Ukraine war: Images show 10 miles of queues as Russians flee Vladimir Putin's call-up to fight

New satellite images showing large numbers of Russians fleeing to Georgia and Mongolia have been released after Vladimir Putin's order to mobilise hundreds of thousands of reservists for the conflict in Ukraine.

The images show queues of vehicles - cargo trucks and cars - waiting in long traffic jams attempting to get over the borders.

And according to Maxar, which has been tracking the conflict from its satellites, the queue to cross into Georgia stretches for well over 10 miles (16km).

At one point on Sunday, the estimated wait to enter Georgia hit 48 hours, with more than 3,000 vehicles queuing to cross the frontier, Russian state media reported.

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The Georgian capital Tbilisi had already seen an influx of around 40,000 Russians since Moscow invaded Ukraine on 24 February, according to government statistics.

It comes amid unconfirmed Russian media reports that the Kremlin might soon close its borders to men of fighting age.

German officials have voiced a desire to help Russian men deserting military service and have called for a European-wide solution.

And in France, senators are arguing that Europe has a duty to help and warned that not granting refuge to fleeing Russians could play into Mr Putin's hands.

However, other EU countries are adamant that asylum should not be offered to Russian men fleeing now - as the war has moved into its eighth month.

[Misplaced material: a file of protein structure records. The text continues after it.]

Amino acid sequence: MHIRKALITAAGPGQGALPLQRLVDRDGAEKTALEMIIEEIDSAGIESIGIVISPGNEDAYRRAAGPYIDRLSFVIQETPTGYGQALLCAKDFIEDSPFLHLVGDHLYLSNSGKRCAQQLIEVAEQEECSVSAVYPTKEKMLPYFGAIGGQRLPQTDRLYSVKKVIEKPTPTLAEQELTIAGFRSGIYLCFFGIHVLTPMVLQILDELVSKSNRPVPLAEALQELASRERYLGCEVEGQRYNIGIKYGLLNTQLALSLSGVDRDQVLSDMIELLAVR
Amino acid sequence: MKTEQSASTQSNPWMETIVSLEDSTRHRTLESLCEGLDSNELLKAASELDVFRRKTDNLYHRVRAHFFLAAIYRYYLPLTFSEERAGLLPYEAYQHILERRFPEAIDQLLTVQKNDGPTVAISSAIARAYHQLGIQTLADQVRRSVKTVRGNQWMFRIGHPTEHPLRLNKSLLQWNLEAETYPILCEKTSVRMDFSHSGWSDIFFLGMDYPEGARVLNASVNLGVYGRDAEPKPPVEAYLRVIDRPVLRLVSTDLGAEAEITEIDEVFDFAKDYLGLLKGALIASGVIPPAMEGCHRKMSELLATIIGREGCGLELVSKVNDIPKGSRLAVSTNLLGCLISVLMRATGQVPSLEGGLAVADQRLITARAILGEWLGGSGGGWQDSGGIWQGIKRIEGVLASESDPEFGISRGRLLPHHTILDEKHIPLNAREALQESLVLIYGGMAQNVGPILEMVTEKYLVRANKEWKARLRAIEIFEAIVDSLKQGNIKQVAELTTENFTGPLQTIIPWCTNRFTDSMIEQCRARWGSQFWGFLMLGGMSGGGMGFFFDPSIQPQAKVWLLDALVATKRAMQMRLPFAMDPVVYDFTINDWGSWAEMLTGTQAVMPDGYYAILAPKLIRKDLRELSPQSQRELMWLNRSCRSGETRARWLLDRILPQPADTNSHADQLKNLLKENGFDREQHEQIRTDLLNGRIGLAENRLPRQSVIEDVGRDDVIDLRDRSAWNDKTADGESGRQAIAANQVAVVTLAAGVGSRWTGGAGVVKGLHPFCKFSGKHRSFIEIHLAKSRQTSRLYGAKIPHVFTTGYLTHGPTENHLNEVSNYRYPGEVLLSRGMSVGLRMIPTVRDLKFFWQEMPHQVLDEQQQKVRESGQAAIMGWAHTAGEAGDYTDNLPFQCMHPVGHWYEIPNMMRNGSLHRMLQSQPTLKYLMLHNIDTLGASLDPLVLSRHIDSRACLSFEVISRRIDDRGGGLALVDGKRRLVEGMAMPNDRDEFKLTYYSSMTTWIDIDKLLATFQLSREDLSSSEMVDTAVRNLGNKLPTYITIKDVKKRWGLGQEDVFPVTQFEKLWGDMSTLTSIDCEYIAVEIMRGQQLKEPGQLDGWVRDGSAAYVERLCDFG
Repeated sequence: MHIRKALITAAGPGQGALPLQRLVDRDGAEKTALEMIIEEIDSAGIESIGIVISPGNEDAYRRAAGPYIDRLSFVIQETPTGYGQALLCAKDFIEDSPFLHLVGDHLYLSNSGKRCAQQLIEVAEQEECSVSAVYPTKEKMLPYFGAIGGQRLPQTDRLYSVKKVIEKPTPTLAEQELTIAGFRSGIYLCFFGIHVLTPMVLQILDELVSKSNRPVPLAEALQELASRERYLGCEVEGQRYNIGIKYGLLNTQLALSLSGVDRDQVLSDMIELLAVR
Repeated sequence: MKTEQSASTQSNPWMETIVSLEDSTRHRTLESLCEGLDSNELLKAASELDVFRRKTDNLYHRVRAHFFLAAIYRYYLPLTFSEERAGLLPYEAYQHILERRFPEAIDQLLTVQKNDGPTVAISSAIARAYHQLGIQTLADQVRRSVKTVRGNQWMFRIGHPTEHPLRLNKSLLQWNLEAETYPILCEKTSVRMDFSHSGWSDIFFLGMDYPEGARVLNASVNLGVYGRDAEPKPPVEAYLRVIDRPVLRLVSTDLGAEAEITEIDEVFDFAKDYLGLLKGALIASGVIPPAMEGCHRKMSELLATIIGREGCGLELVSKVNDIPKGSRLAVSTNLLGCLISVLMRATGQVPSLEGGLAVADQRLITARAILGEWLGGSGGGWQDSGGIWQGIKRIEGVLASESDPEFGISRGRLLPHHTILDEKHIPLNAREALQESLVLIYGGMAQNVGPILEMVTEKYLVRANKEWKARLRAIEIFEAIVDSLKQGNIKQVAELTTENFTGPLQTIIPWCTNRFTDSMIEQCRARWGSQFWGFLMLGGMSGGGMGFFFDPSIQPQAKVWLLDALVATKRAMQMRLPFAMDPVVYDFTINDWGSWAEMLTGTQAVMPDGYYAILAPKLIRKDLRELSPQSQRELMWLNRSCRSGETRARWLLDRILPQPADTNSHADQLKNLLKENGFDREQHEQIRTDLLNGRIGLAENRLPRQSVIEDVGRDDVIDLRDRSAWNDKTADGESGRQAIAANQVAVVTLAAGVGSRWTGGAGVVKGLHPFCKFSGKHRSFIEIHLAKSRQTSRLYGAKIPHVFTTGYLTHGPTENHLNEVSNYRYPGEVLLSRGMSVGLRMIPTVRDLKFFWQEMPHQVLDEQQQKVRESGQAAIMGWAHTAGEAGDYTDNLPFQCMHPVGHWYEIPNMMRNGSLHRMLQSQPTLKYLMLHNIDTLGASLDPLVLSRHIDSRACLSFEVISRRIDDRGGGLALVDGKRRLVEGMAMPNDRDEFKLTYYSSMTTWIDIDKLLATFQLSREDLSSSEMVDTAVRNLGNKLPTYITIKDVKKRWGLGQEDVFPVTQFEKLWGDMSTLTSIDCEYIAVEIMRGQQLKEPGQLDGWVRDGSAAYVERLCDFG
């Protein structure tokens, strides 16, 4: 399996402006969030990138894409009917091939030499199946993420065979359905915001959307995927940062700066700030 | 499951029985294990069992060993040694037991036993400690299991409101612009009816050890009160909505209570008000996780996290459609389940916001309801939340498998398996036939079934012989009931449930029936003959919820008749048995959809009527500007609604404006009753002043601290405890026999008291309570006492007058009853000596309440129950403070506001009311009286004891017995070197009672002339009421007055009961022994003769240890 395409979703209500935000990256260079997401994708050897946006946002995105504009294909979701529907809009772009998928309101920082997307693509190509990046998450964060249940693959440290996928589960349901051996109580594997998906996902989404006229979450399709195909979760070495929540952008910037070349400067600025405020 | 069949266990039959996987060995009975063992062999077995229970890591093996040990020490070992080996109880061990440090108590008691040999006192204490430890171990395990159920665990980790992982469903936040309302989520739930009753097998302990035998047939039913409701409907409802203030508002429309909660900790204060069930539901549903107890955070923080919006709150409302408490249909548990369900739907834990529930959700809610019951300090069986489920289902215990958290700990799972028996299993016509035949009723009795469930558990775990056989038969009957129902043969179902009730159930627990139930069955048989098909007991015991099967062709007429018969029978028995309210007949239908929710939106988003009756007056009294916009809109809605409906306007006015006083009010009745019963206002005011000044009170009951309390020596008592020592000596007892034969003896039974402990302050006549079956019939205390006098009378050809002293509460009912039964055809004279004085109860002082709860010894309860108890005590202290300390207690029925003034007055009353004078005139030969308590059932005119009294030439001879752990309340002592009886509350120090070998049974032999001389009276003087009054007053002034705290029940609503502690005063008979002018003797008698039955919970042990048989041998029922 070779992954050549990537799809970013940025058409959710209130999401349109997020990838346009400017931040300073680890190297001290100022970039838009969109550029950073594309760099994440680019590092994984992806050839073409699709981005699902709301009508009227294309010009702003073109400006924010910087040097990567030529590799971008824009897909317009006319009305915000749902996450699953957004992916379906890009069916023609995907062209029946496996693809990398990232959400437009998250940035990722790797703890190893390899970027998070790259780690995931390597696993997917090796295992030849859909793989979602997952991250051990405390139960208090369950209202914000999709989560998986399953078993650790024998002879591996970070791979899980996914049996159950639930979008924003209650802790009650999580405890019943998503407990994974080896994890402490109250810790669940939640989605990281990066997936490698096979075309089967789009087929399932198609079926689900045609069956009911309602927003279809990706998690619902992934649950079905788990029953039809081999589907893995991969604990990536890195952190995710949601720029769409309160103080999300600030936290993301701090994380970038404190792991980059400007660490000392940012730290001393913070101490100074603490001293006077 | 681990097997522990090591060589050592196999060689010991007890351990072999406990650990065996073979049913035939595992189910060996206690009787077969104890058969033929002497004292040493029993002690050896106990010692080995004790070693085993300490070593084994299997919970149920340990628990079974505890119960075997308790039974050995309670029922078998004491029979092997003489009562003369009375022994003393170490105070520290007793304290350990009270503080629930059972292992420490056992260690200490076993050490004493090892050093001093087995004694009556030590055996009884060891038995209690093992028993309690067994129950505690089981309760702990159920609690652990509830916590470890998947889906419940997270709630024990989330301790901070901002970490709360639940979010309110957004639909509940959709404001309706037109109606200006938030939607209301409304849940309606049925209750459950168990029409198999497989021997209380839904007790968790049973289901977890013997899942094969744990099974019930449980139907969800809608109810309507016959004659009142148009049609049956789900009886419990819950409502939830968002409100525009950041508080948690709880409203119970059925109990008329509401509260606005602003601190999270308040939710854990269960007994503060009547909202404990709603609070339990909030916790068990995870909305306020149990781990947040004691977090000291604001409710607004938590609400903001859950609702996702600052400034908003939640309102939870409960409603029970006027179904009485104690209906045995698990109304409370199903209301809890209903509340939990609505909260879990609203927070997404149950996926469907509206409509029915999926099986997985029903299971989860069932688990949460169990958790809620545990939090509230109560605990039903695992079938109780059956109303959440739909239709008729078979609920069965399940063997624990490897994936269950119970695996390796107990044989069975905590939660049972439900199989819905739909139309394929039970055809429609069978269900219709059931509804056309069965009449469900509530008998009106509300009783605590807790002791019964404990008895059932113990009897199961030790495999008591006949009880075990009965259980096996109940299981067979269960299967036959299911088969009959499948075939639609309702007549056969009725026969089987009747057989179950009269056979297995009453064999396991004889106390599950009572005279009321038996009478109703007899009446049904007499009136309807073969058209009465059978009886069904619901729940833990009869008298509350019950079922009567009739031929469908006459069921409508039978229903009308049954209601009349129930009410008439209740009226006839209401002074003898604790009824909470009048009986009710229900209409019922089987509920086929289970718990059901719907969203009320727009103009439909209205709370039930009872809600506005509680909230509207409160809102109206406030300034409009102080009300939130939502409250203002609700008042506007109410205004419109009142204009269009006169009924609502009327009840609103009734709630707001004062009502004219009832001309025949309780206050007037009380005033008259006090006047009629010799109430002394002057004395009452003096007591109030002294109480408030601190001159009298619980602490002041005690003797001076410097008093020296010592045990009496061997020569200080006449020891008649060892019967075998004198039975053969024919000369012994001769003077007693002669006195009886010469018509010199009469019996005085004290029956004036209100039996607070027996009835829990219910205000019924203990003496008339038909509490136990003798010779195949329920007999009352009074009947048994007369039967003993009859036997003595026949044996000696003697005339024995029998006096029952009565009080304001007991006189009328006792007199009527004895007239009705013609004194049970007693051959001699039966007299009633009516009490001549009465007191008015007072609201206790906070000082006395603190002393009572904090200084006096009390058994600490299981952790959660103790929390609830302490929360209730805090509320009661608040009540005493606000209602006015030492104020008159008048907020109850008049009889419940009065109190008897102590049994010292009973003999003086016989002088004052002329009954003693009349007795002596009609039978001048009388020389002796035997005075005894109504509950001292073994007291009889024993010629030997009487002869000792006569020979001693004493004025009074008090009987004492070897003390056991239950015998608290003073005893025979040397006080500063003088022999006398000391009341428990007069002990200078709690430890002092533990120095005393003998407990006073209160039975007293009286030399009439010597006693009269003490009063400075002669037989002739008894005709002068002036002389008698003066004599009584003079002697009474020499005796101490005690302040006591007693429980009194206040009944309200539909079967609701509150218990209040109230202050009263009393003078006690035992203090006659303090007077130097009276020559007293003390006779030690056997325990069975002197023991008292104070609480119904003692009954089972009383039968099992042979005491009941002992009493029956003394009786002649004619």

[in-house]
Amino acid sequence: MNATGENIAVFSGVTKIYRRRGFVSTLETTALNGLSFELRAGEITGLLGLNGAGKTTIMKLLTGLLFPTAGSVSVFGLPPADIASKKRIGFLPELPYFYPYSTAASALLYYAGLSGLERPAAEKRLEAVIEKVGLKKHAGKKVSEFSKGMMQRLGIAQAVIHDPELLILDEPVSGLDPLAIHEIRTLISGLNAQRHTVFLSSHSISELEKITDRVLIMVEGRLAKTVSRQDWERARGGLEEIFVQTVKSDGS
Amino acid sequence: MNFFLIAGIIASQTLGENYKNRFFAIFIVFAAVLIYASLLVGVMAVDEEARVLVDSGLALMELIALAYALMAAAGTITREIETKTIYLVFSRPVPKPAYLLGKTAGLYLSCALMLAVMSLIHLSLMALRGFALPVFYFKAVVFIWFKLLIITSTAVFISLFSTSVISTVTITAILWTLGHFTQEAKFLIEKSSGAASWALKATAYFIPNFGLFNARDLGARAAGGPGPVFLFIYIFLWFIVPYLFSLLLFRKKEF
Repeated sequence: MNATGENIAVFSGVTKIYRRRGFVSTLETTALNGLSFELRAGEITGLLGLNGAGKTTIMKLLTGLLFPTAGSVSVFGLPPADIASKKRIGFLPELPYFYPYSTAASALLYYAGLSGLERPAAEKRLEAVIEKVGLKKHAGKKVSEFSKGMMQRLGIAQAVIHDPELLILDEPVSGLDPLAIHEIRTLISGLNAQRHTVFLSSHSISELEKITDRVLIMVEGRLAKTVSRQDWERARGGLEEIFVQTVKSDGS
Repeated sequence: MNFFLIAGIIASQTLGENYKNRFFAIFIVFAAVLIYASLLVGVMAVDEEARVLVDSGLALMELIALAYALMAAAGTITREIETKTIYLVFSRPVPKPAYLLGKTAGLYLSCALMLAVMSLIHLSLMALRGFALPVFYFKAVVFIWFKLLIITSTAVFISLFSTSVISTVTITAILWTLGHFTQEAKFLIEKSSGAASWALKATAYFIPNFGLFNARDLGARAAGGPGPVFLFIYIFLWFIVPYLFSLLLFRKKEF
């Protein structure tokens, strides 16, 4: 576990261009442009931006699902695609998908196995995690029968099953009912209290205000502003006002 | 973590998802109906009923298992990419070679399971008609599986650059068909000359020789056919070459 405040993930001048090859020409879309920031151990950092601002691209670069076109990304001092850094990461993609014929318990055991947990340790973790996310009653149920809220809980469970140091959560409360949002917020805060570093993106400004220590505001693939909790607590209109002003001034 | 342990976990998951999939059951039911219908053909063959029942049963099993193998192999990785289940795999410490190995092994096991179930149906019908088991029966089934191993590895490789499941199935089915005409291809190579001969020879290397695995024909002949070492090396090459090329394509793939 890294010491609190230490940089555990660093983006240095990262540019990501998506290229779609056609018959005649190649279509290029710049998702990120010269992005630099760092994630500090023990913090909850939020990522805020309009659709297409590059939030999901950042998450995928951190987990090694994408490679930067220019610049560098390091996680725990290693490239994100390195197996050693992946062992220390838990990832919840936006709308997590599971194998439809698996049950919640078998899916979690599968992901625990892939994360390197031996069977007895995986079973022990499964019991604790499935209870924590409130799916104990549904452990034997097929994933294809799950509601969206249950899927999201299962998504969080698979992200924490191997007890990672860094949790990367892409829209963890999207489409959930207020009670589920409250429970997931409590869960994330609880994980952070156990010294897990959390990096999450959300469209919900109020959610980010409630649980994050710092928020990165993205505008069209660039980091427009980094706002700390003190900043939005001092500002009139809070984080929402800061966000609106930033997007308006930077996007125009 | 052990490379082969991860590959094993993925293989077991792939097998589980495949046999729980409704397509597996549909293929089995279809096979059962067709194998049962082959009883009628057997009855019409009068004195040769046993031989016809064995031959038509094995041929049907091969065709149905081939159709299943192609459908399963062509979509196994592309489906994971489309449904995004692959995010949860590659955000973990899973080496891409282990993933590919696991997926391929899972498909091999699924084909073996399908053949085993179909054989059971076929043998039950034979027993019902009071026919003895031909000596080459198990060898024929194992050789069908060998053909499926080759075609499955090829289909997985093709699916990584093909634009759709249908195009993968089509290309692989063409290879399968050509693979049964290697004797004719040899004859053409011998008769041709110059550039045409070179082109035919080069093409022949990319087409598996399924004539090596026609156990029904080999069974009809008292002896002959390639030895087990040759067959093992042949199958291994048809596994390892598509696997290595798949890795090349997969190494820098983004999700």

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What's happening on Russia's borders as Russians flee the country

They include Lithuania, which borders Kaliningrad, a Russian Baltic Sea exclave.

Its foreign minister, Gabrielius Landsbergis, tweeted: "Russians should stay and fight. Against Putin."

His counterpart in Latvia, also an EU member bordering Russia, said the exodus poses "considerable security risks" for the 27-nation bloc and that those fleeing now cannot be considered conscientious objectors since they did not act when Russia invaded Ukraine in February.

One person who managed to escape to Finland, told Sky News that those who stay behind and protest face being killed.

Aleksander - not his real name - said: "I have some friends and acquaintances who were on the same wave as me and at the moment they are in Azerbaijan and Armenia and Belarus and some of them are also in the European Union.

"They all understand that it is impossible to make any difference while you are in Russia, to make any good, because soon it will not even be possible to talk about what's going on even in your own kitchen.

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"All those protests which are held in Russia, they are dispersed. Russia is a police state ruled by tyrants, and they will have enough of the police officials, special armed forces, to disperse all citizens.

"If a large number of people takes the streets, they can easily use arms. They already tried those methods in Belarus and we know how it ended.

"The regime will not fall. The regime is strong. They will have enough resources to kill their own citizens. I don't want to be neither witness nor a participant of these events."